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Linear Algebra & Pandora Representing Data Sets in a Vectorspace

Steven Roger August 12, 2011 What is Pandora.com?: While growing slowly since its inception in 2005, Pandora has made a big name for itself. Going public last month (June, 2011) Pandora is valued at over $3 billion. Pandora.com offers a new kind of radio, or so stated on their website. However Pandora has more allure than conventional radio because it only plays songs the listener likes. This may sound great in theory; a radio station that plays only songs one enjoys, however is it too good to be true? Actually, its quite true, and anyone who has used Pandora can attest to Pandoras accuracy at selecting songs the listener enjoys. How does it work?: When first entering the site, a user inputs an artist or song they like. Pandora then generates a channel based on this song or artist. This channel then plays music similar to the input. While listening to a song, a user may thumbs up or thumbs down a song, effectively letting Pandora know if they like or dislike a specific song. Pandora then uses this info to create a more specific picture as to what a user enjoys. Linear Algebra and Pandora: Pandoras ability to accurately play songs the user enjoys is outstanding. The algorithm to select songs for a user is not to simply play all songs of the same genre, or of the same artist. Instead to select songs for a given channel Pandora employs a combination of highly skilled musical experts and linear algebra to rate songs and a users suspected interest in such songs. *While Pandoras actual algorithm implementation is proprietary information and a heavily guarded secret, the overarching algorithm used by Pandora for choosing accurate songs to play based on a users input is discussed below and called Pandoras algorithm for convenience and simplicity. Every accessible song on Pandora has been intensely scrutinized by Pandoras team of musical experts. These experts physically listen to each and every song (this takes on average 20 minutes per song) and score the songs several hundred musical attributes. These attributes are derived from Pandoras musical genome, a collection of parameters that describe all the important characteristics that make a song what it is. This musical genome can be thought of as the DNA configurations of a song, and is essential in Pandoras algorithm. Because these attributes, or traits, are at the very heart of the music songs are able to be more accurately rated. For example, instead of assuming all songs on a given album closely correlate because they are of the same artist and genre, Pandora treats each song independently. It is not surprising if songs from the same album share many of the same traits, however this is not always the case. By providing song selections based only on the listeners preferences, and not on preferences other users who listen to similar songs have, Pandora has set itself apart from competitor sites, and provides radio stations with outstanding song selection accuracy.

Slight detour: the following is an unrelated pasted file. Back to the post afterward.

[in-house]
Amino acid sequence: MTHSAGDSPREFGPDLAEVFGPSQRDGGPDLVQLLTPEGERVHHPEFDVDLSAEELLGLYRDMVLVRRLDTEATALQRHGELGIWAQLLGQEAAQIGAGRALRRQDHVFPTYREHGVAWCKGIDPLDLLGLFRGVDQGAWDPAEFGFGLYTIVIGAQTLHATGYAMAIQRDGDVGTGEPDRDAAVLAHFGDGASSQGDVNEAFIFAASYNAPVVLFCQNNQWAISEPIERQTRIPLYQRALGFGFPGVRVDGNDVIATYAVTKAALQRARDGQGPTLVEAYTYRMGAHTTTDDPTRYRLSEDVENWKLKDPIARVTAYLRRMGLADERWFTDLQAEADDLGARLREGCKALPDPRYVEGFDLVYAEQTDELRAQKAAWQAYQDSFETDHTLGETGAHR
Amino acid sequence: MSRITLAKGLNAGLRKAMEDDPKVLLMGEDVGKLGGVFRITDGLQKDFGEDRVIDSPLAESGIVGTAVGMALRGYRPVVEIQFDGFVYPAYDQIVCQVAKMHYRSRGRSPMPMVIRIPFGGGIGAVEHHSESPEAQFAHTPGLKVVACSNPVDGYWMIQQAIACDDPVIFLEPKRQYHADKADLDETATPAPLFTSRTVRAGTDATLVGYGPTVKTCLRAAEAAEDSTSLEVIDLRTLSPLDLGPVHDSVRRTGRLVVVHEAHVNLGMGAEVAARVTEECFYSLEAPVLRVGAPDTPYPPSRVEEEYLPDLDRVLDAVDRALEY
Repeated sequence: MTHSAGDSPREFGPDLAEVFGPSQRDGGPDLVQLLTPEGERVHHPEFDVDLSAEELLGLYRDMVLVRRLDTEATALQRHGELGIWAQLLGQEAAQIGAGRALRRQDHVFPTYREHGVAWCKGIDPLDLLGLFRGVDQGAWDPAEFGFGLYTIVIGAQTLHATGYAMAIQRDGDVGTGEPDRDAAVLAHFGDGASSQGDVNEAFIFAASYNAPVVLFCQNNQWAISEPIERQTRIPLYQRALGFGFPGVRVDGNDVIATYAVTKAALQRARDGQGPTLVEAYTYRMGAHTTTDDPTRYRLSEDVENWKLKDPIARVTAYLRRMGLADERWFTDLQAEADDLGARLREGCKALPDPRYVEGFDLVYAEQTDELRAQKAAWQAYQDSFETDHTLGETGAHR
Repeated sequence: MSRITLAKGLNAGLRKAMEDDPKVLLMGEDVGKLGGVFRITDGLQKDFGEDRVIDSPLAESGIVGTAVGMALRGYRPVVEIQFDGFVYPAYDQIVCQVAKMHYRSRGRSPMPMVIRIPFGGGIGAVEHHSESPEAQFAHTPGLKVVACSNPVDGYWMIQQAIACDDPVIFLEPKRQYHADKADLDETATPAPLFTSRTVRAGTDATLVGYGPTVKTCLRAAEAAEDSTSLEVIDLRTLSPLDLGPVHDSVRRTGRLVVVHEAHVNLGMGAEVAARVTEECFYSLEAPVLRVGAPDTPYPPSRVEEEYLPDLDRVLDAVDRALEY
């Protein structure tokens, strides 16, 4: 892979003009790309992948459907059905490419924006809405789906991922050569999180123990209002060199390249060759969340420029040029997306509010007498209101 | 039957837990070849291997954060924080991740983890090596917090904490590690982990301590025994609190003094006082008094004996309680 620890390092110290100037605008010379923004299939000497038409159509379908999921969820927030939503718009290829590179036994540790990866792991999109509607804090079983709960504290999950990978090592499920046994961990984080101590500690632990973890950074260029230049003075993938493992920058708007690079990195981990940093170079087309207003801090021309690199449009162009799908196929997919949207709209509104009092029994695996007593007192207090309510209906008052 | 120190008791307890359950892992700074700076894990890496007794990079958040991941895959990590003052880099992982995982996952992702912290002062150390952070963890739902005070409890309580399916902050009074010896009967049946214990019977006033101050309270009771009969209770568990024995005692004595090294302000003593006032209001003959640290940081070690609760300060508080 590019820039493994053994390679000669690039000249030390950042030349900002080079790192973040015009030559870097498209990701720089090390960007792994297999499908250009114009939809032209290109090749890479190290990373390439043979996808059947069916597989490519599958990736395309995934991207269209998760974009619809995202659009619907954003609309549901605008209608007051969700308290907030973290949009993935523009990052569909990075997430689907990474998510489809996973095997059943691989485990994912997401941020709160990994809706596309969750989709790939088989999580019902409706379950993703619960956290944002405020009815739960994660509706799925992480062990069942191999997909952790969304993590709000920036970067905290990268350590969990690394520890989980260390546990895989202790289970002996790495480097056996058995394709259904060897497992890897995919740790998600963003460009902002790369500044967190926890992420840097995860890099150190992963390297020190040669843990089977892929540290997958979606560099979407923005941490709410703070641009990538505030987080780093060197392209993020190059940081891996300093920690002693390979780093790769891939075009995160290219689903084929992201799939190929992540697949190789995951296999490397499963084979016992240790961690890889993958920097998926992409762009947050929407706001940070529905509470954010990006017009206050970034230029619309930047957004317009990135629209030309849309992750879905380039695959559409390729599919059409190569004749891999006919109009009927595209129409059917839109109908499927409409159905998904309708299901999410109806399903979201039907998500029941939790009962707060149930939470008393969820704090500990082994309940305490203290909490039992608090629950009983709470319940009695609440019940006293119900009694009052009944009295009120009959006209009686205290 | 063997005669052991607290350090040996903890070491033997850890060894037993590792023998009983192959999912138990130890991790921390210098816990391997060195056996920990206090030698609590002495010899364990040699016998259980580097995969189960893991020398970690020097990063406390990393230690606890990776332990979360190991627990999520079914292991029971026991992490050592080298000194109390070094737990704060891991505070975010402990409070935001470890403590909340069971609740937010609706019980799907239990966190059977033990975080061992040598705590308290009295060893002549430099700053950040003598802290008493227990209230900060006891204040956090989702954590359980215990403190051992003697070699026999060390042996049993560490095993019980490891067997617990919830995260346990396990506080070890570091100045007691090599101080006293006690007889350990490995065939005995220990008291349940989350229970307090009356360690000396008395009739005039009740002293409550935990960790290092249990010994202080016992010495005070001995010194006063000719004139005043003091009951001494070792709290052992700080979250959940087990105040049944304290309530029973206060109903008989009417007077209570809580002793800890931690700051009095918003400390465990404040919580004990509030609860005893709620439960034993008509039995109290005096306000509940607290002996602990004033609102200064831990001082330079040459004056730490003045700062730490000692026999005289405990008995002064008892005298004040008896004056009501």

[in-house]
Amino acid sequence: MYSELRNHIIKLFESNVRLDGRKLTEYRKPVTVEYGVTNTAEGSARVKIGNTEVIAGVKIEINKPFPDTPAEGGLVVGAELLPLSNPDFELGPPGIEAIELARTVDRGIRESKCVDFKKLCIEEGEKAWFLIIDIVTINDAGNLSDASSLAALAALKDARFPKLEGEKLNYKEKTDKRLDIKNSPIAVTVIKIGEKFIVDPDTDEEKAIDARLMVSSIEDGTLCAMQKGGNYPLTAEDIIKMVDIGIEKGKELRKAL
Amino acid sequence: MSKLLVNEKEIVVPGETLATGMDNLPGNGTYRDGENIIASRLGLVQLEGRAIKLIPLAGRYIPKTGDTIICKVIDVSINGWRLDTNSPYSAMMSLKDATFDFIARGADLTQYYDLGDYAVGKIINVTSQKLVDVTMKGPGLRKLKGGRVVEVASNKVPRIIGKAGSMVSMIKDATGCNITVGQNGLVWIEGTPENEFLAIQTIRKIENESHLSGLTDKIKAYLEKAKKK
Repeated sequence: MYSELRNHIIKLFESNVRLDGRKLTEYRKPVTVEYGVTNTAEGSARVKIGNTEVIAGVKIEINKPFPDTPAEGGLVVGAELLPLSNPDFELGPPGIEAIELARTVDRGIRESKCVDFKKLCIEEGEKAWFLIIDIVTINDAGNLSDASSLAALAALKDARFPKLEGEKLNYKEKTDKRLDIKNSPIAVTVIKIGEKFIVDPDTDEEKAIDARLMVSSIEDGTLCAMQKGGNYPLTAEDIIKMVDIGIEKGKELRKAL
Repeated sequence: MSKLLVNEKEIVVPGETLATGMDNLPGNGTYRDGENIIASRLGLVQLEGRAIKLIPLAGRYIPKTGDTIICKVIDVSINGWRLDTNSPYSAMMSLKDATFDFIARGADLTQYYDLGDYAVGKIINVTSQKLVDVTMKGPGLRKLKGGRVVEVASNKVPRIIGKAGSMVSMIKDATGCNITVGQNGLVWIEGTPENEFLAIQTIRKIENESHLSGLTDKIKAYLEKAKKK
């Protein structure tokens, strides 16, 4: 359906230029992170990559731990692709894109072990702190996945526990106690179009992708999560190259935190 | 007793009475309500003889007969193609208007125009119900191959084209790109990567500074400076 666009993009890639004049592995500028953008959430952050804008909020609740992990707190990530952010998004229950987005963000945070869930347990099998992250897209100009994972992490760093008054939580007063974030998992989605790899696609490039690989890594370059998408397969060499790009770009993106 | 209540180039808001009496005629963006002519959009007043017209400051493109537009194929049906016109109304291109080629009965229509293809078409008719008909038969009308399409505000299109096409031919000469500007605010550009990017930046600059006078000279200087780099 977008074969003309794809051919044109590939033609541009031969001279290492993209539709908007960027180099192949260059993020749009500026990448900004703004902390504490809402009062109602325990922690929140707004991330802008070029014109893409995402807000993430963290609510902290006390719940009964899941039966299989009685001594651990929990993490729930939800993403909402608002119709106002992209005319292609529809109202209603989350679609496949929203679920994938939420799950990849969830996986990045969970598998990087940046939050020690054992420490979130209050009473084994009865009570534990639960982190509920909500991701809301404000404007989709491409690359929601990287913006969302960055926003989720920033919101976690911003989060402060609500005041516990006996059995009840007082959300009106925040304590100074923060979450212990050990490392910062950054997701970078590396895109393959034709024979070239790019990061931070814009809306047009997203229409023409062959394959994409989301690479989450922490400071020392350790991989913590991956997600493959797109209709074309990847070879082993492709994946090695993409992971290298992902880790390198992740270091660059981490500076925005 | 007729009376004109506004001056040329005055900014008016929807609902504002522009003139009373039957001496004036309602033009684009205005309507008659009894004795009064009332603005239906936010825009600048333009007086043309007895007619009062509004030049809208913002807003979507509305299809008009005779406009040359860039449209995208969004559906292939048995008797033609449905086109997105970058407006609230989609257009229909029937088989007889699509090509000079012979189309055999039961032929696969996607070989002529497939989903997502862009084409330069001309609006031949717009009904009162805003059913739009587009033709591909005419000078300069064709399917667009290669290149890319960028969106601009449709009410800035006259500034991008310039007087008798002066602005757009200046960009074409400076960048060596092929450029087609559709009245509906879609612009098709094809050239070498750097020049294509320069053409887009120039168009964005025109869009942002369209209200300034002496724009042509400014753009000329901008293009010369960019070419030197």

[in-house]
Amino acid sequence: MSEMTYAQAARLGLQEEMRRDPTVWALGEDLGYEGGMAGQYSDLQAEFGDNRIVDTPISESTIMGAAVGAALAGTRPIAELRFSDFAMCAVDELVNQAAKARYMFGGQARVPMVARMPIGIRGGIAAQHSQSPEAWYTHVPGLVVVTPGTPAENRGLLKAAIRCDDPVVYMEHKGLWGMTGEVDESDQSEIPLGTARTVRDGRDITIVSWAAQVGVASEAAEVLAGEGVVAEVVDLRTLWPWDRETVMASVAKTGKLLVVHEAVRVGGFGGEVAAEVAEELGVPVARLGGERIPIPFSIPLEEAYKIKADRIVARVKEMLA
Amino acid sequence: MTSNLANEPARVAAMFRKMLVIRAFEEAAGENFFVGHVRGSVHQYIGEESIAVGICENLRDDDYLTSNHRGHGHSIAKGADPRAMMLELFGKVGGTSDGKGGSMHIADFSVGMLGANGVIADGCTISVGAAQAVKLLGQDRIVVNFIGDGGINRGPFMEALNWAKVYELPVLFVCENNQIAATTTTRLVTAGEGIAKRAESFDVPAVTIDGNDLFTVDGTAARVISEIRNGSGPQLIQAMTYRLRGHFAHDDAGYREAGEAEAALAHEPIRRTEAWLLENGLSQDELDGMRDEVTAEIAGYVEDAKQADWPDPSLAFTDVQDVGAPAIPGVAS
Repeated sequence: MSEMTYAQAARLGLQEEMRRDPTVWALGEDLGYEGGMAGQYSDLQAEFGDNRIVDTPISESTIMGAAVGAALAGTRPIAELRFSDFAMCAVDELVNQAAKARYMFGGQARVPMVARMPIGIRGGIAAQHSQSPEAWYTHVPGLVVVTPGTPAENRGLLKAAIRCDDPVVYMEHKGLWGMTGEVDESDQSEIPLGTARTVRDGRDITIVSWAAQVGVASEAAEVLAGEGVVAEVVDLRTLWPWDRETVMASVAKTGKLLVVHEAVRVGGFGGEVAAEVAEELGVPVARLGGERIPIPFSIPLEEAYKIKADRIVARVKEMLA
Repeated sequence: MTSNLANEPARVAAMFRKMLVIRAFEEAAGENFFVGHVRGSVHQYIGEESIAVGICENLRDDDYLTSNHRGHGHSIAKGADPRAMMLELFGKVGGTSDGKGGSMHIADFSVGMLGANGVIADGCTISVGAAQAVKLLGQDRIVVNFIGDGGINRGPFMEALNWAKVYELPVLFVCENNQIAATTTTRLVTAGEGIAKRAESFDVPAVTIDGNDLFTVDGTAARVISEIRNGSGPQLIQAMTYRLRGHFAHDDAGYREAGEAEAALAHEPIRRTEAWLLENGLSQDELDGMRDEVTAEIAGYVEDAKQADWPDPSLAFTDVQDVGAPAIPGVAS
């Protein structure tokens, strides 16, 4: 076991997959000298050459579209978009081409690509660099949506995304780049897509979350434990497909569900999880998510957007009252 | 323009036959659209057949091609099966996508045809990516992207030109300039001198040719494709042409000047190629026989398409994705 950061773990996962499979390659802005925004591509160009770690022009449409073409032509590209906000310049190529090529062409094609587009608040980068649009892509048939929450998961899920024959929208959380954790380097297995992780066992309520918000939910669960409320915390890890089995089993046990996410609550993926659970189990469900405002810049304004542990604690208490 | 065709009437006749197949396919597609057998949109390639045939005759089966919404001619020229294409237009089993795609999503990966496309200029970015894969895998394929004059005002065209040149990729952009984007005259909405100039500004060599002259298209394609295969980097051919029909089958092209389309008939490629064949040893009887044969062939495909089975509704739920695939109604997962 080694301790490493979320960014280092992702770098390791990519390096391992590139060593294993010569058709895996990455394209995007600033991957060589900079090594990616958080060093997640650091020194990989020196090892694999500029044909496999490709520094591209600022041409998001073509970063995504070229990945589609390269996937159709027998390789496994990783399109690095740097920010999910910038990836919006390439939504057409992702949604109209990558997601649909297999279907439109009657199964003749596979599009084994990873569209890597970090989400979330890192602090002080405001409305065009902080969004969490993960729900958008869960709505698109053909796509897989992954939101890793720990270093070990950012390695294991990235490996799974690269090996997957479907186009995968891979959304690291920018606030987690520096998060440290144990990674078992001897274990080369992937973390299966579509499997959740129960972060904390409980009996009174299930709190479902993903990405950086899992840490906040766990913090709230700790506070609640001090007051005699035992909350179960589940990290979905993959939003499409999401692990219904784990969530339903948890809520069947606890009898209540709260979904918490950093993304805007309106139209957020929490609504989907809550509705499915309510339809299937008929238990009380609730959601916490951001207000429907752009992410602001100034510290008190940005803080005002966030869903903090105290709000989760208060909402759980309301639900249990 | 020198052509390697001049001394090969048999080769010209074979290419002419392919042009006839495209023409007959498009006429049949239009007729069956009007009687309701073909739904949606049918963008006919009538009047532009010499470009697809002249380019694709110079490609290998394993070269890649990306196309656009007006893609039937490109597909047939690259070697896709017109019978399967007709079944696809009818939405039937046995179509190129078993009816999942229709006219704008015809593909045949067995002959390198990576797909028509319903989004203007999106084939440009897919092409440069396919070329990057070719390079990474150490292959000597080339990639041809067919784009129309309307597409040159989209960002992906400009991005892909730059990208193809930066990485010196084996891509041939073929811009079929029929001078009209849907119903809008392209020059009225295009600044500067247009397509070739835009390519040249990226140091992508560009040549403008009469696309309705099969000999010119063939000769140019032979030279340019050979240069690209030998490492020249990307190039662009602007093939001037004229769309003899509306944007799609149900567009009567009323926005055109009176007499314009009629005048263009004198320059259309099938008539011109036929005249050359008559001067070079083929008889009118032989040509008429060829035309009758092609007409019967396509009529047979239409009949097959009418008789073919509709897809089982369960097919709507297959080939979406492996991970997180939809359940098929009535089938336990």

The second step in Pandoras algorithm is finding similar songs among the categorized music. Pandora has a quantitative way to represent a song. That is, a song is represented by its n number of attributes, or more precisely, by an n x 1 vector. Each attribute is rated from 1 to 5 with increments of .5. Because every song has been analyzed, every song can be placed into this n dimensional vectorspace and represented by a vector of its ratings. Intuitively one may recognize that overlapping vectors represent either the same song, or a pair of extremely similar songs. Taking this realization a step further it becomes clear that finding similar songs is as easy as finding vectors that are close to each other. This is the essence of Pandoras success, converting songs into vectors and correlating songs using relative distance in the vector space. However Pandora has over 800,000 songs in their database and each song has several hundred attributes. This creates an operational error. The n dimensional space with over 800,000 songs and counting is too large. Accessing this vectorspace and trying to perform functions on it p number of times where p is the total number of stations created by every user requires too much computing resource. If this is how Pandora was setup users would experience severe lag when building channels and changing songs. Yet, no lag is experienced, and Pandora appears to run quite efficiently. This leads us to the third stage of Pandoras algorithm, optimization. Basic linear algebra has been employed thus far to categorize and relate similar songs; i.e making song vectors. However to make the process resource efficient, Pandora must use a few more linear algebra techniques. As discussed above, a large resource hog is the number of genes each song has. The number of genes correlates to the dimension of the vectorspace and more dimensions means more computing power required to select a song. To increase efficiency Pandora decreases the number of elements in each song vector. Immediately one notices that this could decrease song picking accuracy, as an element in a song vector represents a trait. However Pandoras reduction technique is able to reduce the size of the song vector while maintaining a high level of song selecting accuracy. Dimension Reduction: Below the abstraction line, the decrease of elements in a vector is actually a decrease in dimensions. Dimension reduction comes in two flavors; selecting a subset of the existing set, or mapping the set into a new reduced set. To maintain accuracy Pandora uses the latter option. To employ this dimension reduction technique Pandora uses Singular Value Decomposition (SVD), a method whose techniques are a direct result of a theorem from linear algebra that states the following: Any m x n matrix A can be factored into three matrices U, S, and V, such that A = U S V. Where U and V are two orthogonal matrices of size m x m and n x n respectively, and where S is an n x n diagonal matrix of all positive singular values.